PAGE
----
“Where They Don’t Want To Go”: The Ask and The Answer

"The Ask and The Answer" by Patrick Ness
"The Ask and The Answer" by Patrick Ness (UK)

The Ask and The Answer is a more diffuse work than its predecessor, The Knife of Never Letting Go: where I wondered if Patrick Ness hadn’t set himself an easy target with his road trip bildungsroman, in the second book of his Choas Walking trilogy he lets a second character share the narration, disperses his story’s events across a broader expanse of time and space, and tells a tale without any special forward momentum of its own. This is fitting: where The Knife of Never Letting Go was about learning you can’t always be a child, The Ask and the Answer is about the burdens of adulthood

We left our protagonists, Todd and Viola, in the clutches of the Mayor, the shadowy leader of Todd’s misogynistic hometown; he has overtaken them in their flight to the peaceful ‘city’ of Haven, which has surrendered to him on the mere rumour of an army. The Mayor is now the President, and he does indeed prove to be all-powerful. The Mayor is unfortunately cackling: at first, I wondered if Ness wasn’t going to do something interesting with the character, but by the book’s end he is as unambiguously evil as you can get. This seems a pity, because the woman who leads the resistance to the Mayor’s rule, the ruthless Mistress Coyle, is one of the book’s finer illustrations of its central truth: there is no black and white.

Mistress Coyle is fierce in her opposition to the Mayor, but has few scruples about opposing him. She becomes the leader of a terrorist organisation, The Answer, bombing the town and dismissing civilian casualties as unfortunate-but-unavoidable collateral damage. We know the Mayor is evil; Mistress Coyle should be the book’s hero. She remains, however, a frightening figure – Viola, who joins The Answer without actually being given much of a choice (a recurring theme), comes to understand that you can fight for the right thing in the wrong way. It’s made increasingly clear that Coyle would be little better than the Mayor.

And yet the Mayor’s ranting evil undermines this message: by the close of the book, when every woman in his jurisdiction has essentially been branded and he has admitted to mass slaughter, it’s hard to imagine a darker shade of grey. Todd and Viola are consistently told that “we are the choices we make,” and The Ask and the Answer contrives to show that very often we don’t even have unconstrained options. Both Todd and Viola make very bad decisions in the course of the book (Todd continues to be very slow on the uptake, but unlike some other readers his denseness didn’t bother me, since it was so consistently done). The problem with the book, however, is that the Mayor is so obviously the worst person on the planet that the moral amiguity Ness is aiming for cannot quite stick.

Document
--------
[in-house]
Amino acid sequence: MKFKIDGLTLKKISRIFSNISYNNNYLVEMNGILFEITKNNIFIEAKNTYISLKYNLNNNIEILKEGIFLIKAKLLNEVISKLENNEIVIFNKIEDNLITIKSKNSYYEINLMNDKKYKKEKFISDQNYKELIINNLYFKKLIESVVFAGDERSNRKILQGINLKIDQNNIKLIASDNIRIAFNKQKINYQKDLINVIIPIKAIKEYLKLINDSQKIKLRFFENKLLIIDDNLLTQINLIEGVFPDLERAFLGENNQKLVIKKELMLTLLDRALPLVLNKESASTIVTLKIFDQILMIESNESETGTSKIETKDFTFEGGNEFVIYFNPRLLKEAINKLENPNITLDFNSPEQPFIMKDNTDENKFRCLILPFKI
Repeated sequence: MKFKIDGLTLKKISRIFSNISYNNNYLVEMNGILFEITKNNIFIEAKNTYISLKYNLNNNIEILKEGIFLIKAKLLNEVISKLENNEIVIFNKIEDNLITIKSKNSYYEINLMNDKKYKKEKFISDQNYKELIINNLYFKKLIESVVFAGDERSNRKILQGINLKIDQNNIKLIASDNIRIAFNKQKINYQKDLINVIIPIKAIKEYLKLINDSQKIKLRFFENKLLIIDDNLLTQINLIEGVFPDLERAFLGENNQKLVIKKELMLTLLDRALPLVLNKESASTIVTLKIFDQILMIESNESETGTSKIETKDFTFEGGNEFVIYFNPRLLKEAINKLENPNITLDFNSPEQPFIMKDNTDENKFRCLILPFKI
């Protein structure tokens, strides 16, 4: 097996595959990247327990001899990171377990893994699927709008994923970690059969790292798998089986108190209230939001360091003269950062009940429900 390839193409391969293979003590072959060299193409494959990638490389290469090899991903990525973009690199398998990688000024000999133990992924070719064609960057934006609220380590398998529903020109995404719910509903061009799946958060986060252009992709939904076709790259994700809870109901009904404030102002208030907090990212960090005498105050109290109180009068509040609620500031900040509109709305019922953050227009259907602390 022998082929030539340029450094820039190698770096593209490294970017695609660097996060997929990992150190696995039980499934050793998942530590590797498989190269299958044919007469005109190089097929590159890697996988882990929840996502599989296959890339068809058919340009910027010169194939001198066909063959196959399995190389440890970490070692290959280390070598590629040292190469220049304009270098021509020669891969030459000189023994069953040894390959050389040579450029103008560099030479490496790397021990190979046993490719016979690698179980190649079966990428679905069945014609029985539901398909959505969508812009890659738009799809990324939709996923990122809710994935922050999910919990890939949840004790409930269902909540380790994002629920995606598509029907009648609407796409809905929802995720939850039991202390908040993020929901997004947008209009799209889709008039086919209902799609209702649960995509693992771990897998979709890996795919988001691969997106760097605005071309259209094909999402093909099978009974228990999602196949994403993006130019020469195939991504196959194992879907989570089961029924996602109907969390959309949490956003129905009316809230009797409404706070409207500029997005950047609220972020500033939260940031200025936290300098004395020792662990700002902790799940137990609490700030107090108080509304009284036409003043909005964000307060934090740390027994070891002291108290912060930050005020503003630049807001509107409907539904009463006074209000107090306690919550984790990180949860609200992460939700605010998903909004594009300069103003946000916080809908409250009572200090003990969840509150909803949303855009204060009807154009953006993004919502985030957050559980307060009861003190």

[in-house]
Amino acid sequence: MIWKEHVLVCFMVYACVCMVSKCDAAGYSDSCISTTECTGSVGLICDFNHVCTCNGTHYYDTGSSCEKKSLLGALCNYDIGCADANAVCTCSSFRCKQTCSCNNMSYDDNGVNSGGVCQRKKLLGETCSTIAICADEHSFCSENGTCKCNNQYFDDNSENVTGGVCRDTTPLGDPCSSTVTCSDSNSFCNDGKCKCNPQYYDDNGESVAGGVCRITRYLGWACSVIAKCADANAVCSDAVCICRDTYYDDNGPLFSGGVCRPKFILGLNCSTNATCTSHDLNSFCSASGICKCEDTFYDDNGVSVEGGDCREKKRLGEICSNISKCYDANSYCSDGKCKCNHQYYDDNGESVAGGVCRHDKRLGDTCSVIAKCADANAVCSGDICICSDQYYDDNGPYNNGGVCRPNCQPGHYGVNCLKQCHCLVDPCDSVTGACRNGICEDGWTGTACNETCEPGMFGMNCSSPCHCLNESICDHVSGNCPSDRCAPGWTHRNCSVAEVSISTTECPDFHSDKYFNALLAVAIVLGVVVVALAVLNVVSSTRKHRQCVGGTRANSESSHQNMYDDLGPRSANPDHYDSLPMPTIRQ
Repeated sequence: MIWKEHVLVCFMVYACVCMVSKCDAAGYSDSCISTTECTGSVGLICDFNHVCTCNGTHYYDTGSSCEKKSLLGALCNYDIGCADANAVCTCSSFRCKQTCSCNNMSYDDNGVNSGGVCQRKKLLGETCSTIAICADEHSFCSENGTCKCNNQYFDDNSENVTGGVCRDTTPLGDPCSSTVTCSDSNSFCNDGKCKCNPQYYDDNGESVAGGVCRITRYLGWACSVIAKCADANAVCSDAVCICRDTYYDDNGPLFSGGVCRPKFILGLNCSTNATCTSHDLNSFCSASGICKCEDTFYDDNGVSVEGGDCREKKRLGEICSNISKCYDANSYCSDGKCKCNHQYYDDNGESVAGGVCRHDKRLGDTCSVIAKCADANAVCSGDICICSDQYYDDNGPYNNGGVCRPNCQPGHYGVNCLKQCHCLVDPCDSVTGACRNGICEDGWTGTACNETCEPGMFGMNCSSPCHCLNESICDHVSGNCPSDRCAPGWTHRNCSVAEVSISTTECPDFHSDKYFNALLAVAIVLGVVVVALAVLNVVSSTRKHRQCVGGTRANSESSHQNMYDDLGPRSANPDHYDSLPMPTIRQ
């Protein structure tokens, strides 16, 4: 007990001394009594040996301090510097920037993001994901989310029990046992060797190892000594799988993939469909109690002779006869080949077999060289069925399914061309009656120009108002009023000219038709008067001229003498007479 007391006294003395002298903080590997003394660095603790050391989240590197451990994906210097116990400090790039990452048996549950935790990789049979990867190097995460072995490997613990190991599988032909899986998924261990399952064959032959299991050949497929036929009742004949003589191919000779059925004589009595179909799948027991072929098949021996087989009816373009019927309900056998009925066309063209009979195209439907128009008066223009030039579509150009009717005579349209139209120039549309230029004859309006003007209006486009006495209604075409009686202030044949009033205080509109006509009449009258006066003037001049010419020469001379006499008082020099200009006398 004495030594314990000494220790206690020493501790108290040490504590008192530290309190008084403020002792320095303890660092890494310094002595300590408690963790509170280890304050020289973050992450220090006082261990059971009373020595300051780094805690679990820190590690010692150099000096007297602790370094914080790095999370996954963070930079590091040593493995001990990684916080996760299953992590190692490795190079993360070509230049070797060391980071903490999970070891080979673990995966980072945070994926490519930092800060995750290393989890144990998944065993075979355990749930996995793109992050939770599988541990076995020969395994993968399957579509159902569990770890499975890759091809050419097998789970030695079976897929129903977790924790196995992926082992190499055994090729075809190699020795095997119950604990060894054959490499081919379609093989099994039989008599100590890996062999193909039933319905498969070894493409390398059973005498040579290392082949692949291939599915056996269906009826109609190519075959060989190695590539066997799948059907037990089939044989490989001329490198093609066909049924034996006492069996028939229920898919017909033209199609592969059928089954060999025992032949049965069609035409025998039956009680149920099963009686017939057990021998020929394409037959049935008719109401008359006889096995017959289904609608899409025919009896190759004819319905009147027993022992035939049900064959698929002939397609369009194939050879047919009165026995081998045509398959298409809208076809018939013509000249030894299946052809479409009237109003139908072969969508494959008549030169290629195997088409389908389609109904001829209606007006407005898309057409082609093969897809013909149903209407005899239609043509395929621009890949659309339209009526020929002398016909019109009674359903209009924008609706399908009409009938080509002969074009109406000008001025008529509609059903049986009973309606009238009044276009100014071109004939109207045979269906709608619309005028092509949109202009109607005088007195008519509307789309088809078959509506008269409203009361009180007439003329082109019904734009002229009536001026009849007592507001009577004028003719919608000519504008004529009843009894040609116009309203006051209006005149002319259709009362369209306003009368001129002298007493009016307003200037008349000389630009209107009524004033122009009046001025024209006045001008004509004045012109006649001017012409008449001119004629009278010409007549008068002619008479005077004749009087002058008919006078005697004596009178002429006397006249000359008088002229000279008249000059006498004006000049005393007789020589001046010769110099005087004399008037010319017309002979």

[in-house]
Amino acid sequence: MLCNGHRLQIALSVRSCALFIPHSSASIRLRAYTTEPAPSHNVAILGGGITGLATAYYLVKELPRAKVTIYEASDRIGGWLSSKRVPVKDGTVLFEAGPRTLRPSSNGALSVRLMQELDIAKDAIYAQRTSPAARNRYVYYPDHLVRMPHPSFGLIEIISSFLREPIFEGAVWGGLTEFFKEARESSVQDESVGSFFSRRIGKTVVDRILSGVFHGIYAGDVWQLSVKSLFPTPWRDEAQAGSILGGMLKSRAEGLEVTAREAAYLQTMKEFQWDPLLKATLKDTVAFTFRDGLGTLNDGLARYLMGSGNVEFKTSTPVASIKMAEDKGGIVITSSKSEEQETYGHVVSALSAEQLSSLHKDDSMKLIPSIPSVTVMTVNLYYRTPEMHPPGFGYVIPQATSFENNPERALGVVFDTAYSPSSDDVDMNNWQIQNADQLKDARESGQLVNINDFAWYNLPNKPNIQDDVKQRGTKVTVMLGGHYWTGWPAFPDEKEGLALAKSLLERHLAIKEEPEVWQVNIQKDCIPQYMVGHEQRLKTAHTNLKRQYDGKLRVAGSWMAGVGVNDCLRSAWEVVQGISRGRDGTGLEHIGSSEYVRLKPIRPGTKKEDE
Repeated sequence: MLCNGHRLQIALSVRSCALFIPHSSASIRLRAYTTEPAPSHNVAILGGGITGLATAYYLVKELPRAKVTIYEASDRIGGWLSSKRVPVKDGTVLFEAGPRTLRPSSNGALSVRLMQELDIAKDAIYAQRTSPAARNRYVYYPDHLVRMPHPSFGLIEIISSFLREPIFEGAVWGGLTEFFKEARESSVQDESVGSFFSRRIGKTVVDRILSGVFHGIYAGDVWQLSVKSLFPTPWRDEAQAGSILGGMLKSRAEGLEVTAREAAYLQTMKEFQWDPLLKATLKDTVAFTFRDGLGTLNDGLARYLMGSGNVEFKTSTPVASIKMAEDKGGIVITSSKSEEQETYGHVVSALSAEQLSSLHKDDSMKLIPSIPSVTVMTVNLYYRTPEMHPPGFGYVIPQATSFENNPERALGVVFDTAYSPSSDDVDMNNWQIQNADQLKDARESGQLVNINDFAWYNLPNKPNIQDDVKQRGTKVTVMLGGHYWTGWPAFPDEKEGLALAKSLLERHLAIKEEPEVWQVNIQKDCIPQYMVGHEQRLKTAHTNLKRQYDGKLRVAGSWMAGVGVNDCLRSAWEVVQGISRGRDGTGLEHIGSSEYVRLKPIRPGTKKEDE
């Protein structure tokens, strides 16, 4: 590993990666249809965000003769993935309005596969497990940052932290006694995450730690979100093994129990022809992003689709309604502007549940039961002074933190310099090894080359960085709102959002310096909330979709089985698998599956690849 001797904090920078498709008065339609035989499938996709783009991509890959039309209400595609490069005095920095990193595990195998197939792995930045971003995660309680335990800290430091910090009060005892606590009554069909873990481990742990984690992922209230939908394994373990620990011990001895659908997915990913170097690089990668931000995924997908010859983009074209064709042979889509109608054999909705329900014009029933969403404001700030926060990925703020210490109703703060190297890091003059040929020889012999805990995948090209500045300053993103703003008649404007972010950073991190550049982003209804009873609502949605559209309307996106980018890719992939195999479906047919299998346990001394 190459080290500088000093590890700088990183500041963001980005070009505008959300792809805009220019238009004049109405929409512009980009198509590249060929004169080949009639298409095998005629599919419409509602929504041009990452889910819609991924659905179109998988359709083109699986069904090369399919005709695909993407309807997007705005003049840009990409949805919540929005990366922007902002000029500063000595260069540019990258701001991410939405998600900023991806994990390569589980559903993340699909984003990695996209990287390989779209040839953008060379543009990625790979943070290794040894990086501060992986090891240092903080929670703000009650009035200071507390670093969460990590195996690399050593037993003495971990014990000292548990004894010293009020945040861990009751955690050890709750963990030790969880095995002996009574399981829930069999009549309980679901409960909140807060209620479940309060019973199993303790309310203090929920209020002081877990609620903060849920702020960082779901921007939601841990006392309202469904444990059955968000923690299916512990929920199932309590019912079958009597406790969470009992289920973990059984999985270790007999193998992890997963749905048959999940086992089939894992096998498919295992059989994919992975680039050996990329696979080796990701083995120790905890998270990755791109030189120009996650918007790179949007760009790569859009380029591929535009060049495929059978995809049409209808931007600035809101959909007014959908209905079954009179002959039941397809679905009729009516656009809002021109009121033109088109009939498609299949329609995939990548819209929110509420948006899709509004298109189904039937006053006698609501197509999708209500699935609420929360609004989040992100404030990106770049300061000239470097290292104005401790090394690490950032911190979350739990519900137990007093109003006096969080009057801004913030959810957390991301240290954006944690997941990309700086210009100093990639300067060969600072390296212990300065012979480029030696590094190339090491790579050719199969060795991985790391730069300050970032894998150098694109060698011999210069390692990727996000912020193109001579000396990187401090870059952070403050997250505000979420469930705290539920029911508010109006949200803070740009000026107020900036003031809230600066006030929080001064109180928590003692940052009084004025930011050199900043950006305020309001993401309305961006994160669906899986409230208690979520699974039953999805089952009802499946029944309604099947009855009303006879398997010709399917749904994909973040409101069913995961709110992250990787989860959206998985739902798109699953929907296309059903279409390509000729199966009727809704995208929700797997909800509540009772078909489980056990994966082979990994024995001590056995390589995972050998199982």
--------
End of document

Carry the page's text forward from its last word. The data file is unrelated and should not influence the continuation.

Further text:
Though in The Knife of Never Letting Go it was made clear that refugees from across New World were streaming towards Haven, it seems strange that in The Ask and the Answer the fate of a whole world is presenting as being able to be decided in one town, albeit its largest. The situation of the Spackle, too, seems more thinly drawn than the worldbuilding in The Knife of Never Letting Go – survivors of the war, we are told, were pressganged into slavery by the victorious humans, even as a whole nation of Spackle lived just over an agreed border. This didn’t seem quite to work in the way it was explained, and that’s a real shame: in their mute defiance, the Spackle were one of the most interesting counterpoints in the book.

"The Ask and The Answer" by Patrick Ness (US)
"The Ask and The Answer" by Patrick Ness (US)

Chance has made some of these points already, but for my money her best comment is about Viola: one of the novel’s narrators, she alas never quite comes together as a character. She simply doesn’t seem to match the background we are given for her. This wouldn’t be an issue if that background wasn’t the engine of the plot – both the Mayor and Mistress Coyle are driven by their knowledge that Viola’s people are coming to New World soon. Still, Viola is given some of the best parts of the book – her conflicted conscience, because her intelligence enables her to express it so much better than Todd can manage, is at the centre of the novel, as her burgeoning sense of the almost irresolvable injustice of the world comes to influence more and more her decision-making.

It is this process of decision-making which The Ask and The Answer most pertinently addresses: Todd, who has learned that what people tell him to do is often not what he should do, must now learn how to make his own way through a world decidedly less simple than he had hoped. The flaws in the book conspire against as convincing a journey as he made in The Knife of Never Letting Go, but Ness has nevertheless written a compellingly readable novel. Like the book before it, The Ask and the Answer is a violent book which is commendably unflinching in its examination of such issues as torture, complicity and romance. It doesn’t manage itself as thoroughly as its predecessor, but it at the very least grows beyond it with confidence – ensuring that Monsters of Men, the trilogy’s final installment, will be required reading.